A cess pit is generally used when a property isn’t connected to the mains sewerage system. It collects wastewater and sewerage from a dwelling or business premises, storing the material in a sealed tank underground. The term “cesspool” means the same as cesspit.
People sometimes confuse cesspits and septic tanks, but there are key differences. A septic tank has two chambers, and can process the sewage to some degree, through the bacteria that live in the tank, and through settling of the contents. Then it’s possible for the remaining wastewater to be drained off into a soakaway, or a drainage field used especially for the purpose. However, sometimes a soakaway or other drainage system isn’t not available, and then the only option may be a cesspit.
A cesspit doesn’t process the waste at all. It’s simply an underground collection tank which is usually accessed through a manhole cover, when it needs to be emptied. Emptying has to take place regularly. The time interval obviously depends on the number of people in the property, as compared to the tank size. Some cess pits are emptied as often as monthly, whereas others are only emptied once a year.
Because cess pits are buried, and only need to be accessed through the manhole cover, they don’t take up much space on the property.
Cesspits are regulated by the Environment Agency, who recently (2020) brought in new rules.
You must keep the cesspit in good repair, so that it doesn’t leak or overflow. It must be emptied regularly. Many cesspits have an alarm fitted to notify you when the tank is getting full.
If you’re planning on installing a new cesspit, you’ll need planning permission and a building regulations inspection when the work is complete. Also, the tank will need to be capable of holding 18,000 litres for the first two people using it, and another 6,800 litres for every person after those first two.
The cesspit has to be emptied by a registered waste handler, such as NO1PHD. We are licensed to do this work, and we will dispose of the waste in a special site. All of our staff are fully trained in carrying out the work safely, and without any adverse environmental impact.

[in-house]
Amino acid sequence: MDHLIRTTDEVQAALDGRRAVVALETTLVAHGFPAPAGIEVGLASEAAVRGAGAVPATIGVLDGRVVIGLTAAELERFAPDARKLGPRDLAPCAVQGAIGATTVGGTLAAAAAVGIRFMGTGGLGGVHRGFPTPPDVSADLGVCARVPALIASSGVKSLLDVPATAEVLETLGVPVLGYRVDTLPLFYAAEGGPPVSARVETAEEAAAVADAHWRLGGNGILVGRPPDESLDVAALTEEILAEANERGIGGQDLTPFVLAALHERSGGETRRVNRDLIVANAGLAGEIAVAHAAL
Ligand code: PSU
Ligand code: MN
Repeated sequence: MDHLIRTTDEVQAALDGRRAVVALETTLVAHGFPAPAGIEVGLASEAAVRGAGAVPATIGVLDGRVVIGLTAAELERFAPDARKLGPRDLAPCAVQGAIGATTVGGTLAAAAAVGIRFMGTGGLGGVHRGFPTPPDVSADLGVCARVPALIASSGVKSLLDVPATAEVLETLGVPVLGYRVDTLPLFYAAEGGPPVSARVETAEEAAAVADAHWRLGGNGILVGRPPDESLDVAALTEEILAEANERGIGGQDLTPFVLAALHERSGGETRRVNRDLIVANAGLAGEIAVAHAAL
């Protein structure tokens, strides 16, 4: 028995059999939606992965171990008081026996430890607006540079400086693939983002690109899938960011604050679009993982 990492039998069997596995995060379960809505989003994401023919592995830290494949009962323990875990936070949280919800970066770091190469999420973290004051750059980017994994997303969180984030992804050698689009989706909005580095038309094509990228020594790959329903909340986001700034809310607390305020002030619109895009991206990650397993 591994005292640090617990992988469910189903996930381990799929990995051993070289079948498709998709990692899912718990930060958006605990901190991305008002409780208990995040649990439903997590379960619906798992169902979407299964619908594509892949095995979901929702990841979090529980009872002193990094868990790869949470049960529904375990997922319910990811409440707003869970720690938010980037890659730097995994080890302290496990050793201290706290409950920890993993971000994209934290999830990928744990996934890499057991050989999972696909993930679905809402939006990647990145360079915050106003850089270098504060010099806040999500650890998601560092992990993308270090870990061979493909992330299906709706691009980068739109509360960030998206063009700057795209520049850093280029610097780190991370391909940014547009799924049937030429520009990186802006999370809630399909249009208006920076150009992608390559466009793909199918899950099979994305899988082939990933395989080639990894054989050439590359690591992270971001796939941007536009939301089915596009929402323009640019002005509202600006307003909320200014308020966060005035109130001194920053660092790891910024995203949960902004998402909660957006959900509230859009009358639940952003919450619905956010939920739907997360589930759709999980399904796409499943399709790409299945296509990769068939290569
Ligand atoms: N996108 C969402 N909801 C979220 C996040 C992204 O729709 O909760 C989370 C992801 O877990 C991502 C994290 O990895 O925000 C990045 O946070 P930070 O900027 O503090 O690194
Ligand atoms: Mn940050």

As a registered waste handler, we will issue the correct documentation to say that the work has been carried out, and give details of the site to which it has been taken. It’s best to keep a full set of the certificates, to show how often the cesspit has been emptied in the last couple of years.
If you don’t maintain your cesspit to the required standard, the local council or the Environment Agent can force you to replace or repair it. So it’s best to carry out regular inspections and maintenance, to fix problems before they become serious. When they have been emptied, cesspit tanks can be inspected and repaired by our professional staff, who have appropriate safety training and equipment.
Any aspects of the tank that need repairing, can then be dealt with. Pipes feeding a cesspit tend to get clogged up, and we can also pressure wash the tank interior if required. This will ensure that it continues to operate effectively, without blockages that can cause spillover.
If your cesspit tank is in poor condition, for example it is leaking, then it will have to be taken out and a replacement tank dropped in. Again, some of this work needs to be done by a licensed waste handler such as No1PHD. We can dispose of the old tank safely, and issue a certificate to say that the tank has been taken to a designated waste facility.
At No1PHD we are used to dealing with the full range of off-grid drainage installations, and fully licensed experts in the emptying, inspection and maintenance of cesspit tanks. Call us today on 08006906777, to talk over what you might need, and what we can do for you.
After noticing that the house was unusually cold, we found that the heating wasn’t coming on and that our hot water had also failed. We called the team at No 1 PHD who dispatched an engineer to investigate. After discovering that the culprit was a faulty boiler part, they ordered in a new part and got it fitted as quickly as possible. The guys were great, and we couldn’t be happier.
For days, we’ve noticed a foul smell coming from outside and a gurgling sound coming from one of the drains. Whenever it would rain, the area around it would flood slightly and take ages to drain. We tried buying drain unblockers, but none seemed effective. Eventually, we turned to No 1 PHD and were left wondering why we didn’t do this sooner.